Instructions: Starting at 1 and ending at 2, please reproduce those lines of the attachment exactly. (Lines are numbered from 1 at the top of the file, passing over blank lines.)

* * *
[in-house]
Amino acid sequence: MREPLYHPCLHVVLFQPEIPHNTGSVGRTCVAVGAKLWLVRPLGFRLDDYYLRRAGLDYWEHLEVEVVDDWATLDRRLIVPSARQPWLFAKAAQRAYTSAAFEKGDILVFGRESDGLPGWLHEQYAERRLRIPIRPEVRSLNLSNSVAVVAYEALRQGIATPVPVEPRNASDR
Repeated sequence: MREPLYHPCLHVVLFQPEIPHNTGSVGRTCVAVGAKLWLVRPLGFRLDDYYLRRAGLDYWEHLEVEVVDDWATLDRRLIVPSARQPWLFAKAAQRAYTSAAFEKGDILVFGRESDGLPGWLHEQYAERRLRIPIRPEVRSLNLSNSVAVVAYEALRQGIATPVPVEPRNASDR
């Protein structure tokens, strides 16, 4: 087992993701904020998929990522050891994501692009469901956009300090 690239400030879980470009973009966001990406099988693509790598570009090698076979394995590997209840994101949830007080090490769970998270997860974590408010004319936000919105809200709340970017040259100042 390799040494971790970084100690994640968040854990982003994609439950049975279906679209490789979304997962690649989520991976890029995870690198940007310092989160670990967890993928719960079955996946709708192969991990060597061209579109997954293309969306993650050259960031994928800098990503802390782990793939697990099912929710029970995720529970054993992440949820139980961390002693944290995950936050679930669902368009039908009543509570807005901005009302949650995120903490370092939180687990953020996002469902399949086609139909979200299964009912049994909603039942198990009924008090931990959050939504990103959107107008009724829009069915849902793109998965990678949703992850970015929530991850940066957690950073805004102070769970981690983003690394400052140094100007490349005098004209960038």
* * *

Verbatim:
[in-house]
Amino acid sequence: MREPLYHPCLHVVLFQPEIPHNTGSVGRTCVAVGAKLWLVRPLGFRLDDYYLRRAGLDYWEHLEVEVVDDWATLDRRLIVPSARQPWLFAKAAQRAYTSAAFEKGDILVFGRESDGLPGWLHEQYAERRLRIPIRPEVRSLNLSNSVAVVAYEALRQGIATPVPVEPRNASDR